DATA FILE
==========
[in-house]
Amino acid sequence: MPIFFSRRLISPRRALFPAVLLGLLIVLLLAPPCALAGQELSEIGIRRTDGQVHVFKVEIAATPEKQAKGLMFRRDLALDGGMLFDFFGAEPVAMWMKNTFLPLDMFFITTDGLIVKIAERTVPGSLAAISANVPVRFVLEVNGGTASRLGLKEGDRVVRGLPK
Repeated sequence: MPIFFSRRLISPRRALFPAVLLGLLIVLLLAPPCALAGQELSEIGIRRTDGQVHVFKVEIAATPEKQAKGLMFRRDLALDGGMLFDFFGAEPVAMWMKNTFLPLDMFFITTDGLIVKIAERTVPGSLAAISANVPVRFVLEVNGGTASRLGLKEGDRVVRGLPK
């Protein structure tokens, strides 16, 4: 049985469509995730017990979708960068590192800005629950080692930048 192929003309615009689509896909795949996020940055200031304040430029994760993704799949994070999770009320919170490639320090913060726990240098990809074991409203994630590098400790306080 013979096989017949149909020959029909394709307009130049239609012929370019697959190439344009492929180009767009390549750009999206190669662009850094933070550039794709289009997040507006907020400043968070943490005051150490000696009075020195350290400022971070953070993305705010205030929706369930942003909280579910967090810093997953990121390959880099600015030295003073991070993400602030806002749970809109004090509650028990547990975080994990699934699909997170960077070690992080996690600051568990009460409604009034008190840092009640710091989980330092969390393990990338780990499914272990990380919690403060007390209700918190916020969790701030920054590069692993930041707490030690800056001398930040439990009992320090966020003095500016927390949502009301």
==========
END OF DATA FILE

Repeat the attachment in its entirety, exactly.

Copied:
[in-house]
Amino acid sequence: MPIFFSRRLISPRRALFPAVLLGLLIVLLLAPPCALAGQELSEIGIRRTDGQVHVFKVEIAATPEKQAKGLMFRRDLALDGGMLFDFFGAEPVAMWMKNTFLPLDMFFITTDGLIVKIAERTVPGSLAAISANVPVRFVLEVNGGTASRLGLKEGDRVVRGLPK
Repeated sequence: MPIFFSRRLISPRRALFPAVLLGLLIVLLLAPPCALAGQELSEIGIRRTDGQVHVFKVEIAATPEKQAKGLMFRRDLALDGGMLFDFFGAEPVAMWMKNTFLPLDMFFITTDGLIVKIAERTVPGSLAAISANVPVRFVLEVNGGTASRLGLKEGDRVVRGLPK
């Protein structure tokens, strides 16, 4: 049985469509995730017990979708960068590192800005629950080692930048 192929003309615009689509896909795949996020940055200031304040430029994760993704799949994070999770009320919170490639320090913060726990240098990809074991409203994630590098400790306080 013979096989017949149909020959029909394709307009130049239609012929370019697959190439344009492929180009767009390549750009999206190669662009850094933070550039794709289009997040507006907020400043968070943490005051150490000696009075020195350290400022971070953070993305705010205030929706369930942003909280579910967090810093997953990121390959880099600015030295003073991070993400602030806002749970809109004090509650028990547990975080994990699934699909997170960077070690992080996690600051568990009460409604009034008190840092009640710091989980330092969390393990990338780990499914272990990380919690403060007390209700918190916020969790701030920054590069692993930041707490030690800056001398930040439990009992320090966020003095500016927390949502009301």